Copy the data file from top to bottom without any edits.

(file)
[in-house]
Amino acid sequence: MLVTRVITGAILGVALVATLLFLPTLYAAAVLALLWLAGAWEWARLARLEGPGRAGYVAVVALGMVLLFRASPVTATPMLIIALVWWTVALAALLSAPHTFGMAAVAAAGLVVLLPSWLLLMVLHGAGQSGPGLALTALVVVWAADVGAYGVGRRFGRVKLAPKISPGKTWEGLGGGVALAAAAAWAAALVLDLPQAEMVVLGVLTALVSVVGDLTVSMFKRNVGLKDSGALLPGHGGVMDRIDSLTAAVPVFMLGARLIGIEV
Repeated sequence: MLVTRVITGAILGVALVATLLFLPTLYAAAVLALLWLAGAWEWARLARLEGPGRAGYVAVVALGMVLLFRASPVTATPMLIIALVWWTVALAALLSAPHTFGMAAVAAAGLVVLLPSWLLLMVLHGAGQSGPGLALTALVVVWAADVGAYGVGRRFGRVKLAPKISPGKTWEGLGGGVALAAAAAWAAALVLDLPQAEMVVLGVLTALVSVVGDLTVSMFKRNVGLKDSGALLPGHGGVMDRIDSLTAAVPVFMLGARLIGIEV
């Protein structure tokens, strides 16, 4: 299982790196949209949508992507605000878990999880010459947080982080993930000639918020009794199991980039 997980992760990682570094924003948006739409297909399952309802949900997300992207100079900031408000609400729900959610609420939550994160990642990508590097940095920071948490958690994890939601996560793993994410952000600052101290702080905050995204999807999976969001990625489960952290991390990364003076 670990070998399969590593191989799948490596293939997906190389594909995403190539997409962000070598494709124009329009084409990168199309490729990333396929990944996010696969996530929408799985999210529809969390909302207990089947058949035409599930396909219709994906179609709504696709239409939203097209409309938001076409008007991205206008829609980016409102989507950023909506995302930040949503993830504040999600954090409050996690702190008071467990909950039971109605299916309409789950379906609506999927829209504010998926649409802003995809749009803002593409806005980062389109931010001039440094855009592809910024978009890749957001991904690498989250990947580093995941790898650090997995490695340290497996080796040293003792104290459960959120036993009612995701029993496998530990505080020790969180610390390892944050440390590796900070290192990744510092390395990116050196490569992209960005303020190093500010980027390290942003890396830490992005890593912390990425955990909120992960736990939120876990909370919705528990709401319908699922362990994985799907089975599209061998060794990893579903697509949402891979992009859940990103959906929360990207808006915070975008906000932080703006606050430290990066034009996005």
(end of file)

[in-house]
Amino acid sequence: MLVTRVITGAILGVALVATLLFLPTLYAAAVLALLWLAGAWEWARLARLEGPGRAGYVAVVALGMVLLFRASPVTATPMLIIALVWWTVALAALLSAPHTFGMAAVAAAGLVVLLPSWLLLMVLHGAGQSGPGLALTALVVVWAADVGAYGVGRRFGRVKLAPKISPGKTWEGLGGGVALAAAAAWAAALVLDLPQAEMVVLGVLTALVSVVGDLTVSMFKRNVGLKDSGALLPGHGGVMDRIDSLTAAVPVFMLGARLIGIEV
Repeated sequence: MLVTRVITGAILGVALVATLLFLPTLYAAAVLALLWLAGAWEWARLARLEGPGRAGYVAVVALGMVLLFRASPVTATPMLIIALVWWTVALAALLSAPHTFGMAAVAAAGLVVLLPSWLLLMVLHGAGQSGPGLALTALVVVWAADVGAYGVGRRFGRVKLAPKISPGKTWEGLGGGVALAAAAAWAAALVLDLPQAEMVVLGVLTALVSVVGDLTVSMFKRNVGLKDSGALLPGHGGVMDRIDSLTAAVPVFMLGARLIGIEV
């Protein structure tokens, strides 16, 4: 299982790196949209949508992507605000878990999880010459947080982080993930000639918020009794199991980039 997980992760990682570094924003948006739409297909399952309802949900997300992207100079900031408000609400729900959610609420939550994160990642990508590097940095920071948490958690994890939601996560793993994410952000600052101290702080905050995204999807999976969001990625489960952290991390990364003076 670990070998399969590593191989799948490596293939997906190389594909995403190539997409962000070598494709124009329009084409990168199309490729990333396929990944996010696969996530929408799985999210529809969390909302207990089947058949035409599930396909219709994906179609709504696709239409939203097209409309938001076409008007991205206008829609980016409102989507950023909506995302930040949503993830504040999600954090409050996690702190008071467990909950039971109605299916309409789950379906609506999927829209504010998926649409802003995809749009803002593409806005980062389109931010001039440094855009592809910024978009890749957001991904690498989250990947580093995941790898650090997995490695340290497996080796040293003792104290459960959120036993009612995701029993496998530990505080020790969180610390390892944050440390590796900070290192990744510092390395990116050196490569992209960005303020190093500010980027390290942003890396830490992005890593912390990425955990909120992960736990939120876990909370919705528990709401319908699922362990994985799907089975599209061998060794990893579903697509949402891979992009859940990103959906929360990207808006915070975008906000932080703006606050430290990066034009996005």